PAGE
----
The Long Way to Philadelphia: The Strange Route Leading Rube Waddell To Join The Philadelphia Athletics
This article was published in the 2013 The National Pastime.
George Edward “Rube” Waddell was an original oddball lefty, who could endear himself to fans, provide fodder for sportswriters, and alienate his teammates and manager. He was also immensely talented. Hijinks notwithstanding, he was the premier power pitcher in the opening decade of the 1900s. The enigmatic Waddell struggled during the first few years of his professional career though, and was lucky just to be a .500 pitcher. It was not until Connie Mack coerced him into coming to the Philadelphia Athletics in June 1902 that Waddell was finally able to harness his talents, becoming one of the first great left-handed pitchers the game had seen.
Born on a small farm on the outskirts of Bradford, Pennsylvania, Waddell’s journey to Philadelphia began in August 1901, when he went missing from the National League Chicago Orphans.1 His absence came as no surprise to many in the Chicago organization. After all, he had been obtained from Pittsburgh in May for a cigar after Pirates manager Fred Clarke marched into owner Barney Dreyfuss’s office. “Sell him; release him, drop him off the Monongahela Bridge,” ranted Clarke. “Do anything you like, so long as you get him the hell off my ball team!”2
In the few months he was in Chicago, Waddell often argued with his manager (Tom Loftus) and teammates, was clawed in the (right) arm by a lion at a sideshow, frequently showed up to games intoxicated, and often skipped practice to go fishing. As the last place team’s only drawing card, Waddell’s eccentricities were initially overlooked, but his output began to drop. He seemed to be bored with the game. Rumors swirled as to Rube’s whereabouts. A lover of libations, it was said that he had quit to enter the saloon business. Some said that he would return to the team after tracking down a dog that had been shipped to him from St. Louis. Others sniffed a conspiracy, noting that Charles Comiskey was trying to lure him to Chicago’s South Side to the White Sox. To stoke the flames, Waddell was seen on the roof of South Side Park taking in a ball game, while the Orphans were playing across town.
It soon became known that Waddell hadn’t given up baseball after all. He was making the rounds in the town ball circuit, playing for teams in northern Illinois and southeastern Wisconsin. Although he was playing under the assumed name of Brown, Waddell was anything but inconspicuous. In one game, it was reported “every time Brown, alias Rube, came up to bat, he was wagering he could make a hit. Sometimes he won and oftener he didn’t.”3 In another, Waddell ordered his infield to stand behind him at the mound. His teammates initially protested, but “Rube declared that if he did not have his way he would throw up the game right there as he was not accustomed to being disobeyed.”4 They finally conceded, watching Waddell strike out the next three batters. His bragging grew more audacious the next inning, when he ordered everyone but the catcher to sit on the bench. Once again, he struck out all three batters.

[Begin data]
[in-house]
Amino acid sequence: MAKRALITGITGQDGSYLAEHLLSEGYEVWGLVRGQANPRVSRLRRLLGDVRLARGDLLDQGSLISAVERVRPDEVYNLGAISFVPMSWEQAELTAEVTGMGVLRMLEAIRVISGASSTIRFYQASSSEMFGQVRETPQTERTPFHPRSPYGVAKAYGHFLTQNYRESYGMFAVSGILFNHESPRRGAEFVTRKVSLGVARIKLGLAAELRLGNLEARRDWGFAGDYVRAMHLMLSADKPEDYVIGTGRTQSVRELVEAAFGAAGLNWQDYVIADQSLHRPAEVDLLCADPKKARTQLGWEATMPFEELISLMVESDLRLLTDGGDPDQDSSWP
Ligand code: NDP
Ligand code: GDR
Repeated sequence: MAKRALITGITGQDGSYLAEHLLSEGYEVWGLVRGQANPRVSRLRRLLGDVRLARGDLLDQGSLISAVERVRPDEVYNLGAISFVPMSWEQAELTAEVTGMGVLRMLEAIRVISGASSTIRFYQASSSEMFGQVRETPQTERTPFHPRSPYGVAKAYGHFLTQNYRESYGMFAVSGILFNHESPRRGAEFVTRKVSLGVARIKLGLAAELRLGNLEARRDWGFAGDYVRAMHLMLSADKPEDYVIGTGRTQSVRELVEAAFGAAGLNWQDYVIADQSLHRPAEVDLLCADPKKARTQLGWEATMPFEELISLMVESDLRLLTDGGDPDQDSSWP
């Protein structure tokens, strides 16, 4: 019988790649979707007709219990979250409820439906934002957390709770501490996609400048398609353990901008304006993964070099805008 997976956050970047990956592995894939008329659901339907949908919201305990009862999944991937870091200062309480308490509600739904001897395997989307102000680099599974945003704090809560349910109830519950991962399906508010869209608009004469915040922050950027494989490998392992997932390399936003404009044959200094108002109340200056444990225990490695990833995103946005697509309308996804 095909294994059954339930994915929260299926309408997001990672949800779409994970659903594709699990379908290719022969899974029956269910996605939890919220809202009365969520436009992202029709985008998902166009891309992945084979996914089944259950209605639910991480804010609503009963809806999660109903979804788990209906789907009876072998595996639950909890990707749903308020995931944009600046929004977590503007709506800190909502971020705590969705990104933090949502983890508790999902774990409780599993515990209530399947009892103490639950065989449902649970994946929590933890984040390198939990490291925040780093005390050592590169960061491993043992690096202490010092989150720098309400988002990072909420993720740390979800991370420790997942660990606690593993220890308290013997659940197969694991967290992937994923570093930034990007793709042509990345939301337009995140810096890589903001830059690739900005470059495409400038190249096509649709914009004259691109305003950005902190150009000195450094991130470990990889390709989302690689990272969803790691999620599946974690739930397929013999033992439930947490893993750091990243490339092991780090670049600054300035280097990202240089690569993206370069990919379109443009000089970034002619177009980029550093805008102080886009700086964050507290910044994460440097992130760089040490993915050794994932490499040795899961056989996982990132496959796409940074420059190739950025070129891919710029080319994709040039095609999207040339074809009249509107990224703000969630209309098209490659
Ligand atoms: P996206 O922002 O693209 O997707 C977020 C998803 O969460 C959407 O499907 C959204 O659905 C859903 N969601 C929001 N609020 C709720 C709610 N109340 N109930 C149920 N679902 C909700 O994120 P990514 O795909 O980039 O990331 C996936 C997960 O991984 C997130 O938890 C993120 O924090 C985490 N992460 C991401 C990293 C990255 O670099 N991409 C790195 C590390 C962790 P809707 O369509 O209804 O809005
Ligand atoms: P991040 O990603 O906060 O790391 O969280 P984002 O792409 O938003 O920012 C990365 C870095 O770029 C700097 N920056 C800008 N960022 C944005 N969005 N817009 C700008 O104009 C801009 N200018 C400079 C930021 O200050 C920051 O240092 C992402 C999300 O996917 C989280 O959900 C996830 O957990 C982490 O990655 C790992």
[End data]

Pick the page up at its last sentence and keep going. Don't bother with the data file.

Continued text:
In early October, Waddell was in Kenosha, Wisconsin, playing for a team from nearby Burlington. He gave up four hits, but 13 errors led to an 11–5 Kenosha victory. Following the game, he decided he wanted to play for the Kenosha Athletics. All he had to do was play one more game for Burlington—against Kenosha. This time, Burlington prevailed with a 6–5 win, as Waddell “struck out seventeen batters and didn’t exert himself to any great degree.”5
It was apparent that Waddell had an affinity for Wisconsin. He first fell in love with the state in the summer of 1900, when he spent several weeks throwing for Connie Mack’s Milwaukee Brewers of the newly named American League. It was Mack who sought out the talented, yet erratic Waddell, traveling to Pittsburgh to obtain Pirates owner Barney Dreyfuss’s permission to pursue the lefty. Waddell was still under contract with the Pirates (whom he had pitched for earlier in the year), but was then playing for semipro teams in the Punxsutawney area. Waddell had been nothing but a headache for Dreyfuss and Pirates manger Fred Clarke. “Go ahead. We can’t do anything with him—maybe you can,” was the owner’s response.6
In their initial contact, made by phone, Mack made the crucial error of calling Waddell “Rube” (he preferred to be called “Eddie”). The conversation was brief and ended with the pitcher saying he was staying put in Punxsutawney. For the next two weeks Mack sent Waddell daily telegrams and letters. Finally, Waddell wired Mack: “Come and get me.”7 The next morning Mack was in Punxsutawney. He woke Waddell and took him out to breakfast. They then went about town settling up Waddell’s debts. Before noon Mack had spent nearly $100 on a bar tab, fishing gear, a dry goods store bill, a watch, and the shipping of a dog Rube had received. Finally, Mack began to worry that they were causing such a stir around town that someone might alert the local baseball club, so they retreated to a hotel. Finally, at 2:45, they headed for the train depot for the 3:00 train.